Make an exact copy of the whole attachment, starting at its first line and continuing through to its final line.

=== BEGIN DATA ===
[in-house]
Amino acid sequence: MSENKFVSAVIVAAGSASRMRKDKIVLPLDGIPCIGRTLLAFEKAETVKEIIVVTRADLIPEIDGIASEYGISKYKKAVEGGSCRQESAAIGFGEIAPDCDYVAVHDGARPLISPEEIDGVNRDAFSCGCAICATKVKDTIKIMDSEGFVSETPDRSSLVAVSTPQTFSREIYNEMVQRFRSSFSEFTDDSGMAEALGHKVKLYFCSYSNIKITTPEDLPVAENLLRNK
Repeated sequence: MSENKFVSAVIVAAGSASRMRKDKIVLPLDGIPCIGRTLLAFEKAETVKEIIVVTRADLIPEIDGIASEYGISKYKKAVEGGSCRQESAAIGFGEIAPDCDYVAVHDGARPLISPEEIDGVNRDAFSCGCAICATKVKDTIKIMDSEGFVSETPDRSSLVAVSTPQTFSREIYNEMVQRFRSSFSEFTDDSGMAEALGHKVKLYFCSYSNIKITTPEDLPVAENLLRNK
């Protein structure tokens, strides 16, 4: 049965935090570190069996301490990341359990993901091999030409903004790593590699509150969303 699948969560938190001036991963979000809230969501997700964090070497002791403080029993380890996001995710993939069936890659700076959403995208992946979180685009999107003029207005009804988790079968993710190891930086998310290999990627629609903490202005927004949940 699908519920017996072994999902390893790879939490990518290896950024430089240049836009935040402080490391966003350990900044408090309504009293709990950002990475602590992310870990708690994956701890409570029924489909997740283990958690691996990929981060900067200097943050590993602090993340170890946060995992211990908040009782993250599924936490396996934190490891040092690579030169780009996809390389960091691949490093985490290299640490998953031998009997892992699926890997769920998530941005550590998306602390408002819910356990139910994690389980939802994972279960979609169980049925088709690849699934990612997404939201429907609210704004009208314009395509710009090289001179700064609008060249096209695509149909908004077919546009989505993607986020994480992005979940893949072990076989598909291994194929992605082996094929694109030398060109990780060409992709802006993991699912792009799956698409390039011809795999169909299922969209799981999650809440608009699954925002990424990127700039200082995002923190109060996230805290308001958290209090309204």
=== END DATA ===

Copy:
[in-house]
Amino acid sequence: MSENKFVSAVIVAAGSASRMRKDKIVLPLDGIPCIGRTLLAFEKAETVKEIIVVTRADLIPEIDGIASEYGISKYKKAVEGGSCRQESAAIGFGEIAPDCDYVAVHDGARPLISPEEIDGVNRDAFSCGCAICATKVKDTIKIMDSEGFVSETPDRSSLVAVSTPQTFSREIYNEMVQRFRSSFSEFTDDSGMAEALGHKVKLYFCSYSNIKITTPEDLPVAENLLRNK
Repeated sequence: MSENKFVSAVIVAAGSASRMRKDKIVLPLDGIPCIGRTLLAFEKAETVKEIIVVTRADLIPEIDGIASEYGISKYKKAVEGGSCRQESAAIGFGEIAPDCDYVAVHDGARPLISPEEIDGVNRDAFSCGCAICATKVKDTIKIMDSEGFVSETPDRSSLVAVSTPQTFSREIYNEMVQRFRSSFSEFTDDSGMAEALGHKVKLYFCSYSNIKITTPEDLPVAENLLRNK
């Protein structure tokens, strides 16, 4: 049965935090570190069996301490990341359990993901091999030409903004790593590699509150969303 699948969560938190001036991963979000809230969501997700964090070497002791403080029993380890996001995710993939069936890659700076959403995208992946979180685009999107003029207005009804988790079968993710190891930086998310290999990627629609903490202005927004949940 699908519920017996072994999902390893790879939490990518290896950024430089240049836009935040402080490391966003350990900044408090309504009293709990950002990475602590992310870990708690994956701890409570029924489909997740283990958690691996990929981060900067200097943050590993602090993340170890946060995992211990908040009782993250599924936490396996934190490891040092690579030169780009996809390389960091691949490093985490290299640490998953031998009997892992699926890997769920998530941005550590998306602390408002819910356990139910994690389980939802994972279960979609169980049925088709690849699934990612997404939201429907609210704004009208314009395509710009090289001179700064609008060249096209695509149909908004077919546009989505993607986020994480992005979940893949072990076989598909291994194929992605082996094929694109030398060109990780060409992709802006993991699912792009799956698409390039011809795999169909299922969209799981999650809440608009699954925002990424990127700039200082995002923190109060996230805290308001958290209090309204």